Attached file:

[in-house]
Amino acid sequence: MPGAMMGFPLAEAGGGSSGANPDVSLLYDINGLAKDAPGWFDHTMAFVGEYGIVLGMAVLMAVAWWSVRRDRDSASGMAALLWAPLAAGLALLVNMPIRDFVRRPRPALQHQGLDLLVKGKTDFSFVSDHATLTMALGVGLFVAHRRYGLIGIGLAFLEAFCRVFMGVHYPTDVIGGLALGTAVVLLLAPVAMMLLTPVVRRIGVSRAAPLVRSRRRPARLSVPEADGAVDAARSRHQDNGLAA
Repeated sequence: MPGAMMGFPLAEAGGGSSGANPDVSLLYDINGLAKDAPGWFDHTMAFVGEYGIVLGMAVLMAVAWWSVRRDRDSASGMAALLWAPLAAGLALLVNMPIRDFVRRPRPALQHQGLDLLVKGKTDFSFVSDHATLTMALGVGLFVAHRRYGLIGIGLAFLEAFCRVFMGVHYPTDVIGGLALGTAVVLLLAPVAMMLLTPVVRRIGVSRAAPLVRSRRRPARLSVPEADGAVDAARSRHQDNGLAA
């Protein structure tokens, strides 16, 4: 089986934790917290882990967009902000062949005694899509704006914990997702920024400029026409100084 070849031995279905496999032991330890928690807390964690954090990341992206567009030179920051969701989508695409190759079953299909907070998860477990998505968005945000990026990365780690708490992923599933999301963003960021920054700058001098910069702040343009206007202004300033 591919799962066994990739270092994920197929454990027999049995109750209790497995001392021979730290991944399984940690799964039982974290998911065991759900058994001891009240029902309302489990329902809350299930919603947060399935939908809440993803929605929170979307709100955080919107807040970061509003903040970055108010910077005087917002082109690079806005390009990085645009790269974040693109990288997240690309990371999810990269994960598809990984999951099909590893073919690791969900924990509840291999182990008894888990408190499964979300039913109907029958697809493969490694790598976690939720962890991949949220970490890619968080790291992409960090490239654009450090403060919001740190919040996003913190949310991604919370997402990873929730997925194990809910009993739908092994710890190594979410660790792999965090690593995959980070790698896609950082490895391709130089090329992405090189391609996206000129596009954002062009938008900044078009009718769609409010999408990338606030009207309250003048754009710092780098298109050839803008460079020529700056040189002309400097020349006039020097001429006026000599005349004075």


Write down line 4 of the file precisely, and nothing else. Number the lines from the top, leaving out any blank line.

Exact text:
């Protein structure tokens, strides 16, 4: 089986934790917290882990967009902000062949005694899509704006914990997702920024400029026409100084 070849031995279905496999032991330890928690807390964690954090990341992206567009030179920051969701989508695409190759079953299909907070998860477990998505968005945000990026990365780690708490992923599933999301963003960021920054700058001098910069702040343009206007202004300033 591919799962066994990739270092994920197929454990027999049995109750209790497995001392021979730290991944399984940690799964039982974290998911065991759900058994001891009240029902309302489990329902809350299930919603947060399935939908809440993803929605929170979307709100955080919107807040970061509003903040970055108010910077005087917002082109690079806005390009990085645009790269974040693109990288997240690309990371999810990269994960598809990984999951099909590893073919690791969900924990509840291999182990008894888990408190499964979300039913109907029958697809493969490694790598976690939720962890991949949220970490890619968080790291992409960090490239654009450090403060919001740190919040996003913190949310991604919370997402990873929730997925194990809910009993739908092994710890190594979410660790792999965090690593995959980070790698896609950082490895391709130089090329992405090189391609996206000129596009954002062009938008900044078009009718769609409010999408990338606030009207309250003048754009710092780098298109050839803008460079020529700056040189002309400097020349006039020097001429006026000599005349004075």